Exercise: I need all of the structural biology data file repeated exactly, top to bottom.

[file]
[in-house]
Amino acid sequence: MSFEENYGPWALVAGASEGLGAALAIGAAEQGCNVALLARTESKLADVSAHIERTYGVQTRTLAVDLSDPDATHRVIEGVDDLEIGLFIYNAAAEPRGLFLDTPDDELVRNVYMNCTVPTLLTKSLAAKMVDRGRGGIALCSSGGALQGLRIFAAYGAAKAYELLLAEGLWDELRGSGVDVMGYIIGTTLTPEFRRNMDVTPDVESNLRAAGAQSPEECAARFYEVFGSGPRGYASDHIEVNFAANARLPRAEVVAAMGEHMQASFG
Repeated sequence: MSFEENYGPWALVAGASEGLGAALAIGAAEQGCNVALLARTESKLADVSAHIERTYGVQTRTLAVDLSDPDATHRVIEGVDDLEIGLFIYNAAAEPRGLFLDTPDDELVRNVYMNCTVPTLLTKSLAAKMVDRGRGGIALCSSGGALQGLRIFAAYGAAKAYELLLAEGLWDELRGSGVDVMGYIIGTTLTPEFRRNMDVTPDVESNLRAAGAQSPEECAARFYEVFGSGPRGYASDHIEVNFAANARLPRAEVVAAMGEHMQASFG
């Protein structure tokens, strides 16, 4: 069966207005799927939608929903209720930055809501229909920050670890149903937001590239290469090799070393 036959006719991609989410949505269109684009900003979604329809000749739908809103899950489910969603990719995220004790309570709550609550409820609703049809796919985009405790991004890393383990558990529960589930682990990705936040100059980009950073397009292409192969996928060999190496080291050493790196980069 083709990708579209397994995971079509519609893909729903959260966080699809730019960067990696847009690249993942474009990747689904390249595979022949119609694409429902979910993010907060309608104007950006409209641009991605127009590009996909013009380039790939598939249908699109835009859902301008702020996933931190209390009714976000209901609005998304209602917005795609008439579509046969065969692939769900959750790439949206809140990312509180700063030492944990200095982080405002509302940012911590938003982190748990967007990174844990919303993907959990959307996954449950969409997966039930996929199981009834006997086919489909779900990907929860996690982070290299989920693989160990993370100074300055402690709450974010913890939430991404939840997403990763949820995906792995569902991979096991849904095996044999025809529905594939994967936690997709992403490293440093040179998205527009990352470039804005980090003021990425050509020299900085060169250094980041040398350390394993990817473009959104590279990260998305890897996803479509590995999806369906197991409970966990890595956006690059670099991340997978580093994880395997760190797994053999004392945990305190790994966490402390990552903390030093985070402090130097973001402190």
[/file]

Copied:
[in-house]
Amino acid sequence: MSFEENYGPWALVAGASEGLGAALAIGAAEQGCNVALLARTESKLADVSAHIERTYGVQTRTLAVDLSDPDATHRVIEGVDDLEIGLFIYNAAAEPRGLFLDTPDDELVRNVYMNCTVPTLLTKSLAAKMVDRGRGGIALCSSGGALQGLRIFAAYGAAKAYELLLAEGLWDELRGSGVDVMGYIIGTTLTPEFRRNMDVTPDVESNLRAAGAQSPEECAARFYEVFGSGPRGYASDHIEVNFAANARLPRAEVVAAMGEHMQASFG
Repeated sequence: MSFEENYGPWALVAGASEGLGAALAIGAAEQGCNVALLARTESKLADVSAHIERTYGVQTRTLAVDLSDPDATHRVIEGVDDLEIGLFIYNAAAEPRGLFLDTPDDELVRNVYMNCTVPTLLTKSLAAKMVDRGRGGIALCSSGGALQGLRIFAAYGAAKAYELLLAEGLWDELRGSGVDVMGYIIGTTLTPEFRRNMDVTPDVESNLRAAGAQSPEECAARFYEVFGSGPRGYASDHIEVNFAANARLPRAEVVAAMGEHMQASFG
């Protein structure tokens, strides 16, 4: 069966207005799927939608929903209720930055809501229909920050670890149903937001590239290469090799070393 036959006719991609989410949505269109684009900003979604329809000749739908809103899950489910969603990719995220004790309570709550609550409820609703049809796919985009405790991004890393383990558990529960589930682990990705936040100059980009950073397009292409192969996928060999190496080291050493790196980069 083709990708579209397994995971079509519609893909729903959260966080699809730019960067990696847009690249993942474009990747689904390249595979022949119609694409429902979910993010907060309608104007950006409209641009991605127009590009996909013009380039790939598939249908699109835009859902301008702020996933931190209390009714976000209901609005998304209602917005795609008439579509046969065969692939769900959750790439949206809140990312509180700063030492944990200095982080405002509302940012911590938003982190748990967007990174844990919303993907959990959307996954449950969409997966039930996929199981009834006997086919489909779900990907929860996690982070290299989920693989160990993370100074300055402690709450974010913890939430991404939840997403990763949820995906792995569902991979096991849904095996044999025809529905594939994967936690997709992403490293440093040179998205527009990352470039804005980090003021990425050509020299900085060169250094980041040398350390394993990817473009959104590279990260998305890897996803479509590995999806369906197991409970966990890595956006690059670099991340997978580093994880395997760190797994053999004392945990305190790994966490402390990552903390030093985070402090130097973001402190």